The female albatross WO and male albatross GO have been together since 2015 and recently received a female foster chick, deserted as an egg and hatched on 22 January 2018. WO and GO laid their own egg on 5 November 2017, which died as an embryo.
DOC Threatened Species Ambassador Nicola Toki says the early months of a new chick are extremely challenging, and this is especially the case after a tough, hot summer.
“Observing the life of our albatross’ close up is a privilege and really brings home the precariousness of life for this precious species.”
The previous Royal cam chick hatched in January 2018 but was killed by a parent bird in February. Aggression by adults and juveniles towards chicks has been seen previously, but this is unusual behaviour and DOC is uncertain why this attack occurred.
With increasing frequency of extreme weather events due to climate change, the loss of an individual, for any reason, becomes even more critical for the population’s conservation.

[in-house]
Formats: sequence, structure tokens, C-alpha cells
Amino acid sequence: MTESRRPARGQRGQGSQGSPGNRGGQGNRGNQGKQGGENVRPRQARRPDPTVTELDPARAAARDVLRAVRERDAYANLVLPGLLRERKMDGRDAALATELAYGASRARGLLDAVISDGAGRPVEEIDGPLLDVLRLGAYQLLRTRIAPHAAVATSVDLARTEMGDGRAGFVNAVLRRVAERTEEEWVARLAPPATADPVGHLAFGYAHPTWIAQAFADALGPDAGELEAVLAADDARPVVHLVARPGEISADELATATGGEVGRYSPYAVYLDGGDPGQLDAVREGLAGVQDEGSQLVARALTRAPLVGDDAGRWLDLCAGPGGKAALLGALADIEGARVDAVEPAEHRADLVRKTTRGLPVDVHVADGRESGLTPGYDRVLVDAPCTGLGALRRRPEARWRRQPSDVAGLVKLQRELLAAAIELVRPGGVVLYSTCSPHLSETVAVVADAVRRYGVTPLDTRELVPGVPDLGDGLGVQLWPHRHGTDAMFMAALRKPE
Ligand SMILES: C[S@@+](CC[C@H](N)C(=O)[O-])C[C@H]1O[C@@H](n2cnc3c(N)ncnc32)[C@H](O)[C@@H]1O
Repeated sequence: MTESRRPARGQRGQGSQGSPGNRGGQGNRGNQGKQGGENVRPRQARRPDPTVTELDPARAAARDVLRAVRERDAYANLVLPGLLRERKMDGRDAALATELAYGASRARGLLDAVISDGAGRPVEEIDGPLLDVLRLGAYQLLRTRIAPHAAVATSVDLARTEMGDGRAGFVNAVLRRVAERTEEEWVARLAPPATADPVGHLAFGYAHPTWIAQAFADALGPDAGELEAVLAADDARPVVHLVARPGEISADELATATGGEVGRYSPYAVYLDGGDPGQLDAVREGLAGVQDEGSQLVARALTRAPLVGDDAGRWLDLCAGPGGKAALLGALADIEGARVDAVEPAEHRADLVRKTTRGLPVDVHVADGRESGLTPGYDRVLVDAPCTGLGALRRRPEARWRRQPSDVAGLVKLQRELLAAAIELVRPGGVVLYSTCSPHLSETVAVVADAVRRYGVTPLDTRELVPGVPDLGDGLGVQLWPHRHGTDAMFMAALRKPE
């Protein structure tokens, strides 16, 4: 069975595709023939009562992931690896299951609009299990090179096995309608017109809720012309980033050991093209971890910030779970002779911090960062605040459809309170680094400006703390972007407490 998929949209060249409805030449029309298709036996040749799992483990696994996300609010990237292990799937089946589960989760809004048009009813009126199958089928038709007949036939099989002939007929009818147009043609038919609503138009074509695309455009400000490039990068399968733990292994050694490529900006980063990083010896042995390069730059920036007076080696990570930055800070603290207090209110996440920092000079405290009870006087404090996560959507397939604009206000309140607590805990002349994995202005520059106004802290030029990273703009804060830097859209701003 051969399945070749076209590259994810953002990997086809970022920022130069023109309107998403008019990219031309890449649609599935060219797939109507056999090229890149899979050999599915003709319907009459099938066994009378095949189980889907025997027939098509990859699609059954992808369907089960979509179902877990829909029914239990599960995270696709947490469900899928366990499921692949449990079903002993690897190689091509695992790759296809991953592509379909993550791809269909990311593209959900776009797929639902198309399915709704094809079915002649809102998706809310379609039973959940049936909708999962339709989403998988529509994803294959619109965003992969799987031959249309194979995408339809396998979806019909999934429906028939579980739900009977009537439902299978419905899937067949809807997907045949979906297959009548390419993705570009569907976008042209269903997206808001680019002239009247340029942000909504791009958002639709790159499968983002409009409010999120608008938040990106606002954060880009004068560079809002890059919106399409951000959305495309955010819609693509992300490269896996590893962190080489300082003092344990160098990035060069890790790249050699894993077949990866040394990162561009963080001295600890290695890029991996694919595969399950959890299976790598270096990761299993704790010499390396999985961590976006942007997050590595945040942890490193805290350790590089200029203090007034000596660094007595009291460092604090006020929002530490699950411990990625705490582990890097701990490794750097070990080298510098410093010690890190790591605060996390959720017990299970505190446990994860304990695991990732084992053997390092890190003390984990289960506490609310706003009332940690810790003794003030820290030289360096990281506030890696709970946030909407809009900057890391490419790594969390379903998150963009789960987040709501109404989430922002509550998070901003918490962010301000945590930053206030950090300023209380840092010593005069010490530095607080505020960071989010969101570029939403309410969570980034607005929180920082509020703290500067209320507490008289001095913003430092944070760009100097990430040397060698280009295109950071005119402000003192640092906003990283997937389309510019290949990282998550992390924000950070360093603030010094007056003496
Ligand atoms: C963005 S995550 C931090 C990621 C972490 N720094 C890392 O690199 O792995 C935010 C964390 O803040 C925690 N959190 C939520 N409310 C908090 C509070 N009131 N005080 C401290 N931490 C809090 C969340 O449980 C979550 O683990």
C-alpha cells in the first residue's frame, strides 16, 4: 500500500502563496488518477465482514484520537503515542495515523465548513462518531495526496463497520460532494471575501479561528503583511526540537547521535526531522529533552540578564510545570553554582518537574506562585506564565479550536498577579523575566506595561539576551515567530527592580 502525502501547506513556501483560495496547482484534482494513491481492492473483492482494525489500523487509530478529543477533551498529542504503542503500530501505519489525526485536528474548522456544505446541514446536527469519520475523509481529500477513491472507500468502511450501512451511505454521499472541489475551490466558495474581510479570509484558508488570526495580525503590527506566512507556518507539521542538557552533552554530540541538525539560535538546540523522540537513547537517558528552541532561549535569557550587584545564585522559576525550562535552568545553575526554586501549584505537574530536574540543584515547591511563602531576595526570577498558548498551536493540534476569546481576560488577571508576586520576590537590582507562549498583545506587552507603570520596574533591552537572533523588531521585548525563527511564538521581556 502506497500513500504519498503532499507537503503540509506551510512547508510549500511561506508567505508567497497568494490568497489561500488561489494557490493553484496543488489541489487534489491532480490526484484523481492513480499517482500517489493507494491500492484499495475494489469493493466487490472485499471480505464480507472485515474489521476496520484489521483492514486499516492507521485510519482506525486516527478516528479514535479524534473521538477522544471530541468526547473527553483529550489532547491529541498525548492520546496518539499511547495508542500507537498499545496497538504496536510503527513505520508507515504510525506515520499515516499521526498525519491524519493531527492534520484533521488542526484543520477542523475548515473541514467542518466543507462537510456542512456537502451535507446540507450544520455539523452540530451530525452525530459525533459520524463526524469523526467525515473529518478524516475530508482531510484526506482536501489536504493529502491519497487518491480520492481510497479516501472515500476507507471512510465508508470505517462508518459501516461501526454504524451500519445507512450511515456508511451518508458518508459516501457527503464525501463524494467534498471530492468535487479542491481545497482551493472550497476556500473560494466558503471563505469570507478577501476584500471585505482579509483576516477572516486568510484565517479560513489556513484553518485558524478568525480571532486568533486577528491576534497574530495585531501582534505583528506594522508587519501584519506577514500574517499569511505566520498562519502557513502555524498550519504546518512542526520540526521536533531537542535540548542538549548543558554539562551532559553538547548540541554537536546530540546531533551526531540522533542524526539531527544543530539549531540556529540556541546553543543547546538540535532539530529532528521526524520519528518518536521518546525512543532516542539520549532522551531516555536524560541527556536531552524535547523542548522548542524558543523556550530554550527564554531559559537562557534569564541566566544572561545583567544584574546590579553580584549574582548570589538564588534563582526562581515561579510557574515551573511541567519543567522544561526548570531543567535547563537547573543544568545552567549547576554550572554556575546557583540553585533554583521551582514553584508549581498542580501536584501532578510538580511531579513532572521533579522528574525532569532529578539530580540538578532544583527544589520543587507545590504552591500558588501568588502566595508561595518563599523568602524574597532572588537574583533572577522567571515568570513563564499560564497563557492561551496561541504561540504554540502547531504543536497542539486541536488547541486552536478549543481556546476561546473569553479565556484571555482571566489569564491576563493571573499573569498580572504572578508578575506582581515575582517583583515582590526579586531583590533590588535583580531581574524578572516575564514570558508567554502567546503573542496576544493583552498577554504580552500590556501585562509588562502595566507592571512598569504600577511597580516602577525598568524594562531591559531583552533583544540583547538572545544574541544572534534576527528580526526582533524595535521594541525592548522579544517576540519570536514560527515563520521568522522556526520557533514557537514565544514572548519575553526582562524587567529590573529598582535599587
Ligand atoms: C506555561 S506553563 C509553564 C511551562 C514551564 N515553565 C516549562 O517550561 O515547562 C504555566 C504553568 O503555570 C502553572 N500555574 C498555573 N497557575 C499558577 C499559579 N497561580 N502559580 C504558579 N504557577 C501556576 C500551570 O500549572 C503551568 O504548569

Weather conditions resulted in a high incidence of embryo death inside the egg and the albatross colony currently has only 14 chicks compared with 26 and 23 at the same time over the last two years respectively.
Nicola Toki says the impacts of climate change mean DOC is faced with even more complex management challenges.
“DOC is aware some native species management practices will need to be adapted to meet the additional challenges brought by climate change.”
The chick’s death was a sad event and very upsetting to Royal cam fans and the rangers working with the albatross colony says Nicola Toki.
“Life at the albatross colony is a fascinating story and will no doubt continue to have ups and downs.
“Right now, things are looking good for the new Royal cam chick. She’s over 3 kg and is still being partly guarded by GO and WO.
“Keen Royal cam viewers may remember WO and GO building their nest within Royal cam’s view last year once last year’s chick Tūmanako fledged.
“We’re very lucky; the camera’s cable stretches just far enough to reach WO and GO’s nest with their new chick,” Nicola Toki says.
You can watch the albatross chick on Royal cam.